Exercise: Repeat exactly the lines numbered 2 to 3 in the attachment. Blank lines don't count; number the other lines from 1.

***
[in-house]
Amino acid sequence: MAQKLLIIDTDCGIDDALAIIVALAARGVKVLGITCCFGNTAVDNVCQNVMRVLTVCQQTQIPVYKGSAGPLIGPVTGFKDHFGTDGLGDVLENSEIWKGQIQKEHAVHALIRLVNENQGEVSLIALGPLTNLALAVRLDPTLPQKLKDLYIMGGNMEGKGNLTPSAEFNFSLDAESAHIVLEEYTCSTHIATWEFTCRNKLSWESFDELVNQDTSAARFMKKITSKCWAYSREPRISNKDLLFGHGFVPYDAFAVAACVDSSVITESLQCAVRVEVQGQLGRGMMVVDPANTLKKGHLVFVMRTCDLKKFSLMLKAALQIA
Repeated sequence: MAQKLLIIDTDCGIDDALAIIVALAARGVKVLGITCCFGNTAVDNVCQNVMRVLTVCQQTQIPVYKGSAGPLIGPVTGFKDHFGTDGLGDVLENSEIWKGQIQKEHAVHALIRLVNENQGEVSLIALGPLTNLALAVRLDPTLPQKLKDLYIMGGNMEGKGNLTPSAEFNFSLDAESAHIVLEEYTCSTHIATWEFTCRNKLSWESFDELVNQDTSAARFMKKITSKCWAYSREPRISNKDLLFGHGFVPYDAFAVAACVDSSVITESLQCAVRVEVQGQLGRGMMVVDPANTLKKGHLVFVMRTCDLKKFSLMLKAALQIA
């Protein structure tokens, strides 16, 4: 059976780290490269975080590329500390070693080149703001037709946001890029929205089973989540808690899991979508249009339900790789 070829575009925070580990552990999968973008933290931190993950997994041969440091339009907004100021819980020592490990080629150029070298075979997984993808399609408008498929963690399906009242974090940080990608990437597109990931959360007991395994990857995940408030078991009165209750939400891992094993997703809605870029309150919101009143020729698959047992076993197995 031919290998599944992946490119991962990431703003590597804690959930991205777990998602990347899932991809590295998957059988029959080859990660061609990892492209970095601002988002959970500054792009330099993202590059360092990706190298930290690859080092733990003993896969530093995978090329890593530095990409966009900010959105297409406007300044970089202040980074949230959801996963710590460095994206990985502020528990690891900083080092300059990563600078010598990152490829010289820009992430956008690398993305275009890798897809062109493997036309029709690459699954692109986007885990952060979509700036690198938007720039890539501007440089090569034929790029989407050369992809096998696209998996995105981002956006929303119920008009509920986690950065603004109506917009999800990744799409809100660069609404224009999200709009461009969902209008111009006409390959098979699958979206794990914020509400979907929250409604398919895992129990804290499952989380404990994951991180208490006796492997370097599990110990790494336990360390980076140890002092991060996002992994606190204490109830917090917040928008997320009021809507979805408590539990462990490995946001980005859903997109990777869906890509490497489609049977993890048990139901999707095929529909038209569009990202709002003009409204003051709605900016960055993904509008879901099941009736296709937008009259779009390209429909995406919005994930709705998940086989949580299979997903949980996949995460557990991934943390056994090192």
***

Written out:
Amino acid sequence: MAQKLLIIDTDCGIDDALAIIVALAARGVKVLGITCCFGNTAVDNVCQNVMRVLTVCQQTQIPVYKGSAGPLIGPVTGFKDHFGTDGLGDVLENSEIWKGQIQKEHAVHALIRLVNENQGEVSLIALGPLTNLALAVRLDPTLPQKLKDLYIMGGNMEGKGNLTPSAEFNFSLDAESAHIVLEEYTCSTHIATWEFTCRNKLSWESFDELVNQDTSAARFMKKITSKCWAYSREPRISNKDLLFGHGFVPYDAFAVAACVDSSVITESLQCAVRVEVQGQLGRGMMVVDPANTLKKGHLVFVMRTCDLKKFSLMLKAALQIA
Repeated sequence: MAQKLLIIDTDCGIDDALAIIVALAARGVKVLGITCCFGNTAVDNVCQNVMRVLTVCQQTQIPVYKGSAGPLIGPVTGFKDHFGTDGLGDVLENSEIWKGQIQKEHAVHALIRLVNENQGEVSLIALGPLTNLALAVRLDPTLPQKLKDLYIMGGNMEGKGNLTPSAEFNFSLDAESAHIVLEEYTCSTHIATWEFTCRNKLSWESFDELVNQDTSAARFMKKITSKCWAYSREPRISNKDLLFGHGFVPYDAFAVAACVDSSVITESLQCAVRVEVQGQLGRGMMVVDPANTLKKGHLVFVMRTCDLKKFSLMLKAALQIA